Japanese giant Toshiba said will still be looking to sell its chip unit, even if it doesn’t get the required regulator approval by May.
This is despite earlier news saying Toshiba might consider dropping the deal altogether, if it doesn’t get the necessary approvals on time.
The company’s memory chip business is reportedly worth $18.6 billion. Earlier reports were saying Toshiba might close the deal by June.
“We’ve been making various efforts to close the deal in March,” Yasuo Naruke, the head of Toshiba’s chip unit, told reporters on Friday. But if that does not happen, the deal will close “at some point in April, May or June,” Naruke added.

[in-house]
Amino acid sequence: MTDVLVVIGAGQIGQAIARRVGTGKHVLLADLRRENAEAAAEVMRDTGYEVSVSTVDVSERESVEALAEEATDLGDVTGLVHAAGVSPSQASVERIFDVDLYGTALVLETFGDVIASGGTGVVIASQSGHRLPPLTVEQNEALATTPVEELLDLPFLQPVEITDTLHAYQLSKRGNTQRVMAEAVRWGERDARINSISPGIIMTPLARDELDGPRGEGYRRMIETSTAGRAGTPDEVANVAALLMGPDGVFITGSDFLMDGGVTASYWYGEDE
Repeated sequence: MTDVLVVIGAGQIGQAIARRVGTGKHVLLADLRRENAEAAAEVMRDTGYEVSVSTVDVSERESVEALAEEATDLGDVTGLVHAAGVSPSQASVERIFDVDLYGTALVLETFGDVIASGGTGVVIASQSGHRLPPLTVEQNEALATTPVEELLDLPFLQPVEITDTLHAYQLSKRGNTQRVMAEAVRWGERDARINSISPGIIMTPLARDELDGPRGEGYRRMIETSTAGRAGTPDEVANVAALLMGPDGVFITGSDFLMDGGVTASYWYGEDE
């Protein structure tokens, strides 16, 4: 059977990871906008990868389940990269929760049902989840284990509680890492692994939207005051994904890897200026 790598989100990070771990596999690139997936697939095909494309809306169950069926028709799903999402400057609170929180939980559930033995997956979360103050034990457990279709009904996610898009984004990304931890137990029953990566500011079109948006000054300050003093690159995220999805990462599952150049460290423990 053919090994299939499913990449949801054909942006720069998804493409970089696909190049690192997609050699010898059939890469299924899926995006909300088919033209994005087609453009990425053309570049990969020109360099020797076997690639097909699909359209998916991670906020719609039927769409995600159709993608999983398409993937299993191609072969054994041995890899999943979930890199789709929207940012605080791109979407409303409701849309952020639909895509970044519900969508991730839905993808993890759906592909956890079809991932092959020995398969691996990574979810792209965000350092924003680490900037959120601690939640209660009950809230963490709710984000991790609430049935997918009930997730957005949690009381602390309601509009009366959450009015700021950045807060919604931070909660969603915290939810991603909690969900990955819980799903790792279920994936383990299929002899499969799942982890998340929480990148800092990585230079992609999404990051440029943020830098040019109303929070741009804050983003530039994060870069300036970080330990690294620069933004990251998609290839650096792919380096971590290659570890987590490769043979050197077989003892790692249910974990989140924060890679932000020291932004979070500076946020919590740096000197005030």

Last year, Toshiba agreed to sell its chip business to Bain Capital-led consortium. The deal was a part of Toshiba’s effort to plug its financial holes that appeared after its nuclear unit failed.
US firm Bain Capital's acquisition is backed by a consortium of domestic and foreign investors, most notably Apple, Seagate and Dell, which will both provide financial support, as well as Toshiba itself, which will reinvest 350.5 billion yen into the new company.
In early January this year, Toshiba sold its nuclear group Westinghouse to Canadian asset manager Brookfield for $4.6bn deal. The group went bankrupt in March last year.
Image Credit: Toshiba